“There’s not anyone anywhere who doesn’t have a father, mother, brother (because men can get breast cancer, too), aunt, sister or cousin who has not had some sort of breast cancer,” said Trish.
Even so, her sister was shocked to see her bald.
“My sister came out after my surgery and stayed a whole week,” Trish said. “The first time she walked in the door, I took my hat off and she said, ‘Oh, my!’ That’s the reaction I remember more than any.”
Trish’s family --- her sister, three brothers and sisters-in-law --- were very supportive of her and helped her through her treatment. Either her brother or her sister-in-law in Cheyenne went to all of her appointments with her. She stayed at their house over the weekends while she recovered from Fridays’ chemotherapy treatments. They were Trish’s crutch to lean on.
Trish also had the support of her daughter whom she had met just months before her diagnosis.
About 40 years ago, Trish had a child she gave up for adoption. She didn’t know whether she’d given birth to a boy or a girl.
“In April 2003, I got a phone call from a mediator who helps adopted children find their birth parents. She said, ‘Your daughter is trying to locate you,’” Trish said. “That was a shock. The mediator worked it out, and Holly called me.”
“We talked, and we are as close today as if she was there for 40 years,” she continued. “Then that fall I found out I had breast cancer. It was an awesome year."
Trish called Holly with the news of her diagnosis, not for Trish’s sake, but to let Holly know for her own medical history.
“She was awesome, wonderful,” Trish said. “She called me all the time. We talked constantly; she was always wanting to know how I was doing. “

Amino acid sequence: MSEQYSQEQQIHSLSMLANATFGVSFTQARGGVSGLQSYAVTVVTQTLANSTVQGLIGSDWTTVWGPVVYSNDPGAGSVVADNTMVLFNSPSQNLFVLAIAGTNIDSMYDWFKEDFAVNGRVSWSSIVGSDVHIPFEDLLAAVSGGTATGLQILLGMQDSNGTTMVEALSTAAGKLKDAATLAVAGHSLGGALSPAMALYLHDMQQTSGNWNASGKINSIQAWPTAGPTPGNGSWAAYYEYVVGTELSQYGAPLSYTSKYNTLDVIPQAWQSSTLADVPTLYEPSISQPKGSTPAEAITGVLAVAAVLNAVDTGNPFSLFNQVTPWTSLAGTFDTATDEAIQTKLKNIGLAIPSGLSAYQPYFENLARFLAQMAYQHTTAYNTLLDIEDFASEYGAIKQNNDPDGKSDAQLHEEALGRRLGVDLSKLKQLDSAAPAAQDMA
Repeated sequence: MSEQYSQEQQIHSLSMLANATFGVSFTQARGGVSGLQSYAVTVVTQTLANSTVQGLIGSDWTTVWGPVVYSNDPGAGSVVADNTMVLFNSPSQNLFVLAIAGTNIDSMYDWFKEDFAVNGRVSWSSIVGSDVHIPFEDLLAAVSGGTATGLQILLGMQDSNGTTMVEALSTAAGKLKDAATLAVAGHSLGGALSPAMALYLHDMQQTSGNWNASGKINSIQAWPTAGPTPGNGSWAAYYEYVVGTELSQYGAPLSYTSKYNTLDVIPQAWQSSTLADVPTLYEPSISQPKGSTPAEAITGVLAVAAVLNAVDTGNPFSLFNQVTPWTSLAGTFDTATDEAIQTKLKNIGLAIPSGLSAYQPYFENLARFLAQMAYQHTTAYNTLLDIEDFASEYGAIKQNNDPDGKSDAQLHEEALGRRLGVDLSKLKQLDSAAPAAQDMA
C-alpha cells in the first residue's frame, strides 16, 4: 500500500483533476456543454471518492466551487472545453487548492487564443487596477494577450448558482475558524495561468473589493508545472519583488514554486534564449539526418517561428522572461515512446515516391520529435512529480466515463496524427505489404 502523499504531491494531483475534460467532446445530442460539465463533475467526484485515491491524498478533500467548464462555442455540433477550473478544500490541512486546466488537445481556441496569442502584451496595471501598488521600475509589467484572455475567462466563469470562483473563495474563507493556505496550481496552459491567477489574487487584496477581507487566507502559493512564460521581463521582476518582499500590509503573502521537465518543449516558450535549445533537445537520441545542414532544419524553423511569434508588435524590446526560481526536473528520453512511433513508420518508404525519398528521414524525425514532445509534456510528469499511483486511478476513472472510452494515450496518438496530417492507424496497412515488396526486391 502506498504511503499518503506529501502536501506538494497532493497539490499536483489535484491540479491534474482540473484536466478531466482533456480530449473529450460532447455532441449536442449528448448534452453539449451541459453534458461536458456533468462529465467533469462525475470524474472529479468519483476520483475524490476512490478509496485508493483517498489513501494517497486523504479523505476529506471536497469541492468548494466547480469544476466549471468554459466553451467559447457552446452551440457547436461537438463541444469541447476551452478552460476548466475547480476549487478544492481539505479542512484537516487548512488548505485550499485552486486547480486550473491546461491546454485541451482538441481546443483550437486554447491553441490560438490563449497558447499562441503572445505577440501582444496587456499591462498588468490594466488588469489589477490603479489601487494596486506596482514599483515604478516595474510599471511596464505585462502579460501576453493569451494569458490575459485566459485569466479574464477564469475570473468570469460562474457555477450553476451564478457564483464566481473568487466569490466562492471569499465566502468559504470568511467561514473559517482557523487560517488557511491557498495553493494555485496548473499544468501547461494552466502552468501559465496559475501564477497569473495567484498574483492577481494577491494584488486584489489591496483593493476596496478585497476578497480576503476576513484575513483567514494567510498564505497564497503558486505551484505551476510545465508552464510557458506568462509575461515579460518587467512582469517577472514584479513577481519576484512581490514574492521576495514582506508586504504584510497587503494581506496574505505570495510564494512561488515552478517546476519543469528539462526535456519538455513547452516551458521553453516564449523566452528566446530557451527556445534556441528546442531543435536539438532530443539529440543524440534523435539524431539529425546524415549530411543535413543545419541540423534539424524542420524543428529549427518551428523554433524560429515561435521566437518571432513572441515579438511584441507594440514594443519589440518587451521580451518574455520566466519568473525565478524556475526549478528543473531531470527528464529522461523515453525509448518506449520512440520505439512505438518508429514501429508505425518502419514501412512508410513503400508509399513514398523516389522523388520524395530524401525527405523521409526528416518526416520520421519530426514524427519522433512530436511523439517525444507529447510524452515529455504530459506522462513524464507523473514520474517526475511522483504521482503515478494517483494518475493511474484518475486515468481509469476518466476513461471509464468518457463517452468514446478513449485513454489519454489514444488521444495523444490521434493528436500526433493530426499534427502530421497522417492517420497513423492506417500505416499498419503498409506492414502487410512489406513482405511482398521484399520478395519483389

And through it all, Trish had the Race for the Cure to keep her going.
She found the lump the week before she and 11 other women went to New York City to participate in the Race for the Cure there. She went knowing she was going to have a doctor’s appointment when she got back.
In April 2004, Trish participated in the Celebrate Pink luncheon in Cheyenne, which includes a style show featuring models who are all breast cancer survivors. Trish was one of them. The survivors are asked about their experiences, and when it was her turn, Trish said that in September 2003, she went to New York City with friends to participate in the Race for the Cure, but in June she was going to Washington D.C. to participate in the Race there as a survivor.
“When you go through it, you just have to know you have a fight, and you’re going to win,” she said. “I am a survivor --- days into years.”
“I have met so many friends since being a survivor,” Trish added. “You see them everywhere. You run into them when you are shopping. After four years, they ask, ‘How are you doing? How you do feel?’ You do the same thing. To me, it’s gotten to be more than a friendship, than just a Race for the Cure.”
Chairing the Race for the Cure is a big job, Trish said, but she’s learned a lot and feels her work is important.
“It’s so worthwhile,” she said. “When you see those women in the race with their pink hats and pink t-shirts, they’re proud. They’re proud to be survivors.”
“I think the Race for the Cure is the most important thing in my life right now,” she added. “I asked God the question ‘Why her and not me?’ And he answered me. He’s been getting me through it.”
Mary Angell is a freelance writer from Cheyenne, Wyoming, and a regular contributor to the Wyoming Lawyer.